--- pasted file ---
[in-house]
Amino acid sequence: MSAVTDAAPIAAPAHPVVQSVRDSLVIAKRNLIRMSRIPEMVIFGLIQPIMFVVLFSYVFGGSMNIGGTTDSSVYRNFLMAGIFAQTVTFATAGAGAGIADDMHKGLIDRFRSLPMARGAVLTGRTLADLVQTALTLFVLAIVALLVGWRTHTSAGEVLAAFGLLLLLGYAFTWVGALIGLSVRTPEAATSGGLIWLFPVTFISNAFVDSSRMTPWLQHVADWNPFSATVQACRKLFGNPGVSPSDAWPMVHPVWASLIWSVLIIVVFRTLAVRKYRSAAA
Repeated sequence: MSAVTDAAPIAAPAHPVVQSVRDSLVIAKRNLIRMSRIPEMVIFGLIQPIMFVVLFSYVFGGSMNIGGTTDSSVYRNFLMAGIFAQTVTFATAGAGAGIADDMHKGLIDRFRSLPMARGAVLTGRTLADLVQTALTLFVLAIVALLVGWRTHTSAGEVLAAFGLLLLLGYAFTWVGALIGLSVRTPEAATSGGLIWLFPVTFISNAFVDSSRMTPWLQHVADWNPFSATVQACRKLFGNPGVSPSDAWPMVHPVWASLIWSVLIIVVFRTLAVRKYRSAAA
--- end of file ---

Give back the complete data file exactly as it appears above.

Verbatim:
[in-house]
Amino acid sequence: MSAVTDAAPIAAPAHPVVQSVRDSLVIAKRNLIRMSRIPEMVIFGLIQPIMFVVLFSYVFGGSMNIGGTTDSSVYRNFLMAGIFAQTVTFATAGAGAGIADDMHKGLIDRFRSLPMARGAVLTGRTLADLVQTALTLFVLAIVALLVGWRTHTSAGEVLAAFGLLLLLGYAFTWVGALIGLSVRTPEAATSGGLIWLFPVTFISNAFVDSSRMTPWLQHVADWNPFSATVQACRKLFGNPGVSPSDAWPMVHPVWASLIWSVLIIVVFRTLAVRKYRSAAA
Repeated sequence: MSAVTDAAPIAAPAHPVVQSVRDSLVIAKRNLIRMSRIPEMVIFGLIQPIMFVVLFSYVFGGSMNIGGTTDSSVYRNFLMAGIFAQTVTFATAGAGAGIADDMHKGLIDRFRSLPMARGAVLTGRTLADLVQTALTLFVLAIVALLVGWRTHTSAGEVLAAFGLLLLLGYAFTWVGALIGLSVRTPEAATSGGLIWLFPVTFISNAFVDSSRMTPWLQHVADWNPFSATVQACRKLFGNPGVSPSDAWPMVHPVWASLIWSVLIIVVFRTLAVRKYRSAAA